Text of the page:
Planting a grapefruit tree in your yard can provide you with delicious fruits throughout the autumn and winter, fresh from your own tree. You’ll find them in areas where the summers are hot, and winters are mild, USDA zones 9 and up, as these trees love the heat but don’t tolerate cold. Available from garden stores and tree nurseries, with some care, you’ll soon be harvesting abundant fruits. Let’s discover more about how to plant a grapefruit tree.
What You'll Learn Today
- How Hard Is It To Grow A Grapefruit Tree?
- Planting A Grapefruit Tree
- What Is The Best Soil For Grapefruit Trees?
- When Do Grapefruit Trees Bare Fruit?
- Varieties of Grapefruit Tree
How Hard Is It To Grow A Grapefruit Tree?
Although grapefruit trees are not hard to grow, you will need to take care of them until they become established, and older trees need a little love too.
To keep your grapefruit trees healthy, strong, and producing abundant quantities of grapefruits, you’ll need to water, feed, prune and mulch them.
Before you plant them, there are a few things you’ll need to take into consideration:
- Soil – ideal soil is loamy and well-draining. If it isn’t, amend it first
- Location – the best place to plant your tree is in full sun, away from other trees and buildings
- Planting time – If you live where winters are very mild, you can plant your young tree in the fall. If winters are a bit cooler, it’s best to wait until after any frost has passed in the spring
- Water – You need to be able to water your tree without too much difficulty, particularly in its early years, so ensure there is access to water nearby
In this video, you will be shown some of the most common mistakes people make when growing citrus trees. There is some good advice here you may want to take into account before planting a grapefruit or other citrus tree of your own.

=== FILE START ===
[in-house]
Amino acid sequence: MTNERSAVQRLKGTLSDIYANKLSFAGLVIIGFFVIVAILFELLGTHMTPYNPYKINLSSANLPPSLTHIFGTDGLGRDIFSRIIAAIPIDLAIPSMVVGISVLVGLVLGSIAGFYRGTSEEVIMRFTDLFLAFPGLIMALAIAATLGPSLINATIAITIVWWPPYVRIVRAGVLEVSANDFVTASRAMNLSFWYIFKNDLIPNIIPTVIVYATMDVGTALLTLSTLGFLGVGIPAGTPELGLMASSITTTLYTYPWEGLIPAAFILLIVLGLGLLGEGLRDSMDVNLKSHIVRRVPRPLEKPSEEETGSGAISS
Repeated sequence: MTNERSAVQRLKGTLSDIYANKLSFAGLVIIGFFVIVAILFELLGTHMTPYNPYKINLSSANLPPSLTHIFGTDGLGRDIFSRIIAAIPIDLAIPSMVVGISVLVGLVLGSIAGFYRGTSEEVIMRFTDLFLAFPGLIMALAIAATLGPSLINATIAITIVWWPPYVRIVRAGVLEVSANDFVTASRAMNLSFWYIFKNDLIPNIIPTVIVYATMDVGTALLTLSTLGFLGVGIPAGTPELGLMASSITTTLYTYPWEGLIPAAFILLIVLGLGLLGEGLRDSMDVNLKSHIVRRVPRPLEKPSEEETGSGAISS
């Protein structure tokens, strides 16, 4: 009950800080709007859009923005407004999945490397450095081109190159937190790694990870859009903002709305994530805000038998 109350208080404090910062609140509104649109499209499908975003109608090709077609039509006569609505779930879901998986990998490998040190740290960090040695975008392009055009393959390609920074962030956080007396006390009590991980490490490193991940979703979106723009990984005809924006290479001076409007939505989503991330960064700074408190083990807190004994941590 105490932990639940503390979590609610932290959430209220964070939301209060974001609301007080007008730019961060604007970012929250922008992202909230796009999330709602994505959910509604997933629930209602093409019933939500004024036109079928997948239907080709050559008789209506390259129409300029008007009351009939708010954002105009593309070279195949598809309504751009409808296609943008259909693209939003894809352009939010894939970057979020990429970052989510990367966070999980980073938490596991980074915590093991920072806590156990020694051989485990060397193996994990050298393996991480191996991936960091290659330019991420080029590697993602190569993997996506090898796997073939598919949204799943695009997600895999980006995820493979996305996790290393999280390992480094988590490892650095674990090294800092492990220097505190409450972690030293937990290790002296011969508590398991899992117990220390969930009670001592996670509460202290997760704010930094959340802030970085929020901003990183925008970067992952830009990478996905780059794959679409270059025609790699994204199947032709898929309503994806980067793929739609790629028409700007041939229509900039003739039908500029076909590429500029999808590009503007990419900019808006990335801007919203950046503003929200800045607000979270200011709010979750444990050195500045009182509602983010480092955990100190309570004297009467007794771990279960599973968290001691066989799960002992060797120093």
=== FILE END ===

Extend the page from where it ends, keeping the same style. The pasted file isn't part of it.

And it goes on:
Planting A Grapefruit Tree
You have a lovely young grapefruit tree that you want to plant in the ground. First, find the perfect location with full sun, on ground that doesn’t get waterlogged and is protected from the prevailing winds.
The ideal soil is rich and loamy with some sand content, so it drains freely and has a neutral pH.
Digging The Hole
Once you’ve found that ideal spot, you’ll need to dig a hole that is slightly larger than the root ball of the tree. Start by removing any turf and putting it on one side. Mound the rest of the soil onto some sheeting or into a wheelbarrow.
The hole should be square and not round to prevent the roots from spiraling and balling.
If you’re planting more than one grapefruit tree, ensure to leave at least 15 feet between each one, so they have room to grow as they mature.
Watering The Soil
Once you have the perfect hole, fill it with water and allow it to drain. This ensures the deep soil is good and wet and will be less likely to leech the moisture from the soil you put around your tree’s roots once planted.
Placing The Tree
Now it’s time to place the tree into the hole. Remove it carefully from any container it’s in, being careful not to disturb the root ball too much.
You can tease any of the roots around the edges and bottom so that they are spread out.
Put the tree in the hole, ensuring that the place where the trunk met the soil in the pot is the same place where it will be below the soil once planted.
You can check this with a piece of wood placed across the hole from one side to the other. If the bottom of the wood lines up with the place on the trunk where it went below the soil then it is perfectly positioned.
Make sure the trunk is upright and not at an angle.
Place a long wooden stake into the hole with a diameter of at least two inches and five feet or more in length. It should be approximately four inches away from the tree.
Backfilling The Hole
Backfill the hole using the same soil you dug out from it. Don’t add any furtilizer at this time.
If you want to improve the quality of the soil, because it is too sandy or lacking in nutrients, then you can add a couple of buckets of well rotted compost or citrus fruit potting mix to the soil before putting it back into the hole.
As you put in the soil, be sure to tamp it down carefully around the roots to prevent any air pockets being left.
Water half way through filling the hole before completing the task of backfilling. This helps to further prevent air pockets from forming.
Tamp the soil down well and remember that it will sink a little over the next couple of weeks and may require topping up, so keep any soil you have left over for the job.